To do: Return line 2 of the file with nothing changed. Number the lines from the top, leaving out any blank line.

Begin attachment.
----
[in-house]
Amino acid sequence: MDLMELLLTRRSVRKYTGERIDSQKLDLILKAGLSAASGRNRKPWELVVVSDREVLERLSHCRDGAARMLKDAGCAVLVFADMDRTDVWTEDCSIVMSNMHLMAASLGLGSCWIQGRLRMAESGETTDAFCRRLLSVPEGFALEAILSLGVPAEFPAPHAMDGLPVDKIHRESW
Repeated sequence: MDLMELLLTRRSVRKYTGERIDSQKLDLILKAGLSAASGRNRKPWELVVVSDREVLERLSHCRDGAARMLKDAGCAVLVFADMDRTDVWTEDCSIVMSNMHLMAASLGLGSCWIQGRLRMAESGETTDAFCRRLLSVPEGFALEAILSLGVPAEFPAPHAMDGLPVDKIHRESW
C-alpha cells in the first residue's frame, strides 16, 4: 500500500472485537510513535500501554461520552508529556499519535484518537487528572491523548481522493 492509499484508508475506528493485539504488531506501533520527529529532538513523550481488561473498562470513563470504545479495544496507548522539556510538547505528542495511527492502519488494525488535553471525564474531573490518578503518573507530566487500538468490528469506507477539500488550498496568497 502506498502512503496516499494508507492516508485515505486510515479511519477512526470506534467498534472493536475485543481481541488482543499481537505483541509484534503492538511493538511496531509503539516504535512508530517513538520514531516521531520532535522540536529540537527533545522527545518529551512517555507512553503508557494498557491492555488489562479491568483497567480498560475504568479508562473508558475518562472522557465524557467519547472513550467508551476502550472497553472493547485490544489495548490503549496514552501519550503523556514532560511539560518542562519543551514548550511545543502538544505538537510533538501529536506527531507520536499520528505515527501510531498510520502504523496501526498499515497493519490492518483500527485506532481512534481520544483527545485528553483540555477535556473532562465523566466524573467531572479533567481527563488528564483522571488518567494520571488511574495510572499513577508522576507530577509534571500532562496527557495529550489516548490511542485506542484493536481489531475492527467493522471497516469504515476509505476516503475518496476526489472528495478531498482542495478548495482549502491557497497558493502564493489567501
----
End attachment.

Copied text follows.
Amino acid sequence: MDLMELLLTRRSVRKYTGERIDSQKLDLILKAGLSAASGRNRKPWELVVVSDREVLERLSHCRDGAARMLKDAGCAVLVFADMDRTDVWTEDCSIVMSNMHLMAASLGLGSCWIQGRLRMAESGETTDAFCRRLLSVPEGFALEAILSLGVPAEFPAPHAMDGLPVDKIHRESW